L.A. Deputies Who Shot Homeless Couple Must Pay

     (CN) – The Ninth Circuit upheld a $4 million award Wednesday to a California homeless couple shot by police during a warrantless search, while the woman was pregnant.
     Los Angeles sheriff’s deputies were searching for a parolee at large at the time of the shooting in October 2010.
     Having received a tip that the parolee was spotted outside the residence of Paula Hughes in Lancaster, Calif., riding a bicycle, the deputies entered the property without a warrant and began going through Hughes’ sheds.
     Hughes initially refused to let the deputies search the main house, but relented when they prepared to break down her door. They didn’t find the parolee, but they locked up Hughes for good measure.
     The deputies still wanted to search a wooden shack in the yard that measured 7-by-7-by-7.
     As the officers approached the shack, they knew that Hughes let a man and his pregnant girlfriend live in her backyard; and they knew the man was not the parolee they were looking for.
     Angel and Jennifer Mendez, who are now married, had been napping in the shack as deputies approached.
     Hearing the door open, Angel wanted to put his feet on the floor, but needed to move his BB gun rifle first to do so.
     As the deputies pulled back a blue blanket hanging from the top of the doorframe, they allegedly saw the silhouette of an adult male holding what looked like a rifle.
     Two of the deputies began firing, hitting Angel several times, ultimately causing his right leg below the knee to have to be amputated. The pregnant Jennifer was also hit.
     U.S. District Judge Michael Fitzgerald awarded Angel Martinez $2 million for lost earnings and past and future bills, plus $1.8 million in noneconomic damages. The judge awarded Jennifer $222,000 in medical costs and noneconomic damages.
     The Ninth Circuit upheld the unreasonable-search and excessive-force win for the Mendezes on Wednesday, agreeing with Fitzgerald that the deputies were not entitled to qualified immunity for a warrantless entry and were liable for the damages that arose from the shooting.
     Writing for a three-person panel, Judge Ronald Gould put little stock in the deputies’ argument that it would not have been reasonable for them to assume that the shack was a separate dwelling from the house they were searching.
     The shack was 30 feet from the house and was not within the fence area that enclosed the grassy backyard area, but rather was located on a dirt surface at the rear of the property that could not be observed.
     “The deputies’ citations to cases involving ‘abandoned property’ are inapposite because even if the shack was ‘dilapidated,’ the officers knew that Hughes lived in the house, and the shack was very clearly in the cartilage of the house,”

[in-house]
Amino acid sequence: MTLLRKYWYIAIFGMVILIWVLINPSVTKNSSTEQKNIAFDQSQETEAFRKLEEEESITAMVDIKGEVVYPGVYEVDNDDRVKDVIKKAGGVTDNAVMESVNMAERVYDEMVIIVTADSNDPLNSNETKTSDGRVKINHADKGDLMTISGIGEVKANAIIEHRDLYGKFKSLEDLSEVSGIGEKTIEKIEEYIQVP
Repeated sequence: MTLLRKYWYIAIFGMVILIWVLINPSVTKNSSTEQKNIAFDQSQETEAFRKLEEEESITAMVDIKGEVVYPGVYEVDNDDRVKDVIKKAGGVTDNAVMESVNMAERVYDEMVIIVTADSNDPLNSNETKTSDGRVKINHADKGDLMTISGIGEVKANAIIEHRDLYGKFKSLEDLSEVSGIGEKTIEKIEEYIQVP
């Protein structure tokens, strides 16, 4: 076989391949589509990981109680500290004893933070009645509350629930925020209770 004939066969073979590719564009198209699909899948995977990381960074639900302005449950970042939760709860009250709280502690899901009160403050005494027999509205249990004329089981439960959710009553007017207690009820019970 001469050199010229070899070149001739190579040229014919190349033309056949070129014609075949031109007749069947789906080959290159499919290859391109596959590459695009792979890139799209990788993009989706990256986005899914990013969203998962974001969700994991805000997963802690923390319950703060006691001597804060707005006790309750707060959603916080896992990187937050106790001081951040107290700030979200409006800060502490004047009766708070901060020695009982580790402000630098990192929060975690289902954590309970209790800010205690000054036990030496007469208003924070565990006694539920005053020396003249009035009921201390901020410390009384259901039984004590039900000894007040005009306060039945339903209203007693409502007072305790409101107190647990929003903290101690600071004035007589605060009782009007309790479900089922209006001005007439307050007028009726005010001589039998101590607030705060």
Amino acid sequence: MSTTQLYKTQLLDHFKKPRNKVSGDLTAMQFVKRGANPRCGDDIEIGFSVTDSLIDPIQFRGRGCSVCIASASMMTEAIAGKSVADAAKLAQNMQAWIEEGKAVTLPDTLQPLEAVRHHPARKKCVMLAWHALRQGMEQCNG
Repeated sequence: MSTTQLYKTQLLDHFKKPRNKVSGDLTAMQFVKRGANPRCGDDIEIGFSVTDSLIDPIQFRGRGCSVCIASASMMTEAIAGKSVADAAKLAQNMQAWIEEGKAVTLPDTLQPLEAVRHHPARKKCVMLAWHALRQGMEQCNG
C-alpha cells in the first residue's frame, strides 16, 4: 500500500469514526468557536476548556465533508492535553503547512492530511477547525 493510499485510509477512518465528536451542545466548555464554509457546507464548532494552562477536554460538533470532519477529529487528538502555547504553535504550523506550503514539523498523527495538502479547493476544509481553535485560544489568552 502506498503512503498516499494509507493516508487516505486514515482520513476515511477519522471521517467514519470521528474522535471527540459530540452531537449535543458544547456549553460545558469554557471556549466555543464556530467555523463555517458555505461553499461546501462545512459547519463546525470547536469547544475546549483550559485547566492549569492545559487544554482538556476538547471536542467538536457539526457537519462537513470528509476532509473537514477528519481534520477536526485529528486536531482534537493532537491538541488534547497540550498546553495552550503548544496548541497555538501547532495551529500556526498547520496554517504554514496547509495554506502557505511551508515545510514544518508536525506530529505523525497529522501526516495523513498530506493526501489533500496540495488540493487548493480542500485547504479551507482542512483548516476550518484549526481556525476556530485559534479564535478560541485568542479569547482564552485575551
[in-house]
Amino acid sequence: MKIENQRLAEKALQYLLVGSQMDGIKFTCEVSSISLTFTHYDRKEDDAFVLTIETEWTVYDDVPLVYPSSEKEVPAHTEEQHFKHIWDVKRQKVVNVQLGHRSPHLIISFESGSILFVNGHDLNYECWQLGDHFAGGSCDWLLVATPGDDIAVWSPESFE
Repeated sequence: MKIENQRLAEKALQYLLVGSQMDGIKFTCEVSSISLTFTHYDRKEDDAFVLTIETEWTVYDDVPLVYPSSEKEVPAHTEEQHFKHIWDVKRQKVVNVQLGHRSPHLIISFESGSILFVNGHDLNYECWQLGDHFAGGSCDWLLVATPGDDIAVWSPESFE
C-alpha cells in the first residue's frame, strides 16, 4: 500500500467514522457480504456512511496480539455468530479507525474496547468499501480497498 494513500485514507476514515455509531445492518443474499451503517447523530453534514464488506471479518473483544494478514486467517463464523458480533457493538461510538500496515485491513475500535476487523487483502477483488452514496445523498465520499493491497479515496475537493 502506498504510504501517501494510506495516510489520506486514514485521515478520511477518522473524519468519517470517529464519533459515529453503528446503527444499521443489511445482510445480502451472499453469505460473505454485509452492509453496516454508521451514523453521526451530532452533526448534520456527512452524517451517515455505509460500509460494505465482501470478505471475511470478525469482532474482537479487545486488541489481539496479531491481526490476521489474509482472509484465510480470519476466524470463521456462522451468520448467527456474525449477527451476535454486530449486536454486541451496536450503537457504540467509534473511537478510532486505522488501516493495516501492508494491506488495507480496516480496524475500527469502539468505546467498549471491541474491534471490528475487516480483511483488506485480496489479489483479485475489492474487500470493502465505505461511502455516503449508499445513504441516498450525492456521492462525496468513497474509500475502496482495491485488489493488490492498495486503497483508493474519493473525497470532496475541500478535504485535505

Gould wrote (emphasis in original).
     Gould also saw no exigent circumstances that justified the search.
     Although the deputies said the parolee they sought was armed and dangerous, Gould noted the lack of credible evidence that the parolee, Ronnie O’Dell, was in the shack.
     “While the deputies received additional information about O’Dell’s possible location from a confidential informant, the location identified was outside Hughes’ home, not in the house or the shack behind it,” the ruling states. “And the officers still did not enter the shack until at least 15 minutes after learning that O’Dell was outside Hughes’ home.”
     This likewise undermines the deputies’ argument that they were in “hot pursuit” of O’Dell.
     In addition to violating Fourth Amendment law by entering the shack without a warrant, the officers are also liable for the Mendezes’ excessive-force claims, because the shooting was “a forseeable consequence of their unconstitutional entry even though the shooting itself was not unconstitutionally excessive force under the Fourth Amendment,” Gould said.
     The panel did support qualified immunity for the deputies, however, as to claims that they violated the knock-and-announce rule when they did not announce their presence at the shack before entering it.
     The officers did “announce their presence at Hughes’ front door, and we disagree with the district court that existing case law squarely governs the question whether the deputies needed to announce their presence again before entering the shack in the cartilage,” Gould said.
     This finding on the knock-and-announce violation reverses the trial court’s award of $1 nominal damages.
     To establish the law going forward, however, the panel held that “officers must knock and re-announce their presence when they know or should reasonably know that an area within the cartilage of a home is a separate residence from the main house.”
     Attorneys for the parties did not immediately respond to a request for comment.

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